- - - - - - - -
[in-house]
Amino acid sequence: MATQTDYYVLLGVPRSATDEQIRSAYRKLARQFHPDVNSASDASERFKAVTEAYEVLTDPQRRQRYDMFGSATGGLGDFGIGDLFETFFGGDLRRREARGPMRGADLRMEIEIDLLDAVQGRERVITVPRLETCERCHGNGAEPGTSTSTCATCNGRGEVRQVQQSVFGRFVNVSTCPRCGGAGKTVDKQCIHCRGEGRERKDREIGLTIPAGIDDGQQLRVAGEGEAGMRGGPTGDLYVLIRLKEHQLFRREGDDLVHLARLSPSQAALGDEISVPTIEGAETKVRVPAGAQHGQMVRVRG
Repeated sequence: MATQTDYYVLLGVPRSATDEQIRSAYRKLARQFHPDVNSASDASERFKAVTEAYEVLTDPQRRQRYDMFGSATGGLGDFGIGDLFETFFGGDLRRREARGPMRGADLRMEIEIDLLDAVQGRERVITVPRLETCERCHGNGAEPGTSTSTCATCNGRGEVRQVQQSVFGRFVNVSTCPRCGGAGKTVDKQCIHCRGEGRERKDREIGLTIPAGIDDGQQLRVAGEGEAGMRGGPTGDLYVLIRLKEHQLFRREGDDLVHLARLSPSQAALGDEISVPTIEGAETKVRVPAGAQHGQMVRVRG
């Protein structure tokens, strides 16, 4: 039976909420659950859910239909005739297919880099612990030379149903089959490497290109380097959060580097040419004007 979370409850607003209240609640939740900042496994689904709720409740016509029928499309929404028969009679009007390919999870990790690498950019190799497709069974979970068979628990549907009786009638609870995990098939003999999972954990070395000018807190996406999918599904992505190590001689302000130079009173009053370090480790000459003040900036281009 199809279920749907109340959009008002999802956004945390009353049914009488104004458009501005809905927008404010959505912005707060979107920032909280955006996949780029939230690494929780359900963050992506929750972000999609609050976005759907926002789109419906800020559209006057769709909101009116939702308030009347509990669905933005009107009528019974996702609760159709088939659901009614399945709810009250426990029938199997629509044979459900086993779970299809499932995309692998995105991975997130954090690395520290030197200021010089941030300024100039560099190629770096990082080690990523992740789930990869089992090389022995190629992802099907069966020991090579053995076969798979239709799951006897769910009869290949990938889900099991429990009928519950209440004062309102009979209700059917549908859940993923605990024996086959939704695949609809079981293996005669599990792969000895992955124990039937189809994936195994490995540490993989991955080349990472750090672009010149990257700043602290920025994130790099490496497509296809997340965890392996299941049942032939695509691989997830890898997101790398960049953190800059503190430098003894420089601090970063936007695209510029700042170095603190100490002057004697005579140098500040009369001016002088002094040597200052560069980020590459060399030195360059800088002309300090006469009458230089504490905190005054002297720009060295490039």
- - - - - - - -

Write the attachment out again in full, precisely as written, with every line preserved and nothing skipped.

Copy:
[in-house]
Amino acid sequence: MATQTDYYVLLGVPRSATDEQIRSAYRKLARQFHPDVNSASDASERFKAVTEAYEVLTDPQRRQRYDMFGSATGGLGDFGIGDLFETFFGGDLRRREARGPMRGADLRMEIEIDLLDAVQGRERVITVPRLETCERCHGNGAEPGTSTSTCATCNGRGEVRQVQQSVFGRFVNVSTCPRCGGAGKTVDKQCIHCRGEGRERKDREIGLTIPAGIDDGQQLRVAGEGEAGMRGGPTGDLYVLIRLKEHQLFRREGDDLVHLARLSPSQAALGDEISVPTIEGAETKVRVPAGAQHGQMVRVRG
Repeated sequence: MATQTDYYVLLGVPRSATDEQIRSAYRKLARQFHPDVNSASDASERFKAVTEAYEVLTDPQRRQRYDMFGSATGGLGDFGIGDLFETFFGGDLRRREARGPMRGADLRMEIEIDLLDAVQGRERVITVPRLETCERCHGNGAEPGTSTSTCATCNGRGEVRQVQQSVFGRFVNVSTCPRCGGAGKTVDKQCIHCRGEGRERKDREIGLTIPAGIDDGQQLRVAGEGEAGMRGGPTGDLYVLIRLKEHQLFRREGDDLVHLARLSPSQAALGDEISVPTIEGAETKVRVPAGAQHGQMVRVRG
């Protein structure tokens, strides 16, 4: 039976909420659950859910239909005739297919880099612990030379149903089959490497290109380097959060580097040419004007 979370409850607003209240609640939740900042496994689904709720409740016509029928499309929404028969009679009007390919999870990790690498950019190799497709069974979970068979628990549907009786009638609870995990098939003999999972954990070395000018807190996406999918599904992505190590001689302000130079009173009053370090480790000459003040900036281009 199809279920749907109340959009008002999802956004945390009353049914009488104004458009501005809905927008404010959505912005707060979107920032909280955006996949780029939230690494929780359900963050992506929750972000999609609050976005759907926002789109419906800020559209006057769709909101009116939702308030009347509990669905933005009107009528019974996702609760159709088939659901009614399945709810009250426990029938199997629509044979459900086993779970299809499932995309692998995105991975997130954090690395520290030197200021010089941030300024100039560099190629770096990082080690990523992740789930990869089992090389022995190629992802099907069966020991090579053995076969798979239709799951006897769910009869290949990938889900099991429990009928519950209440004062309102009979209700059917549908859940993923605990024996086959939704695949609809079981293996005669599990792969000895992955124990039937189809994936195994490995540490993989991955080349990472750090672009010149990257700043602290920025994130790099490496497509296809997340965890392996299941049942032939695509691989997830890898997101790398960049953190800059503190430098003894420089601090970063936007695209510029700042170095603190100490002057004697005579140098500040009369001016002088002094040597200052560069980020590459060399030195360059800088002309300090006469009458230089504490905190005054002297720009060295490039």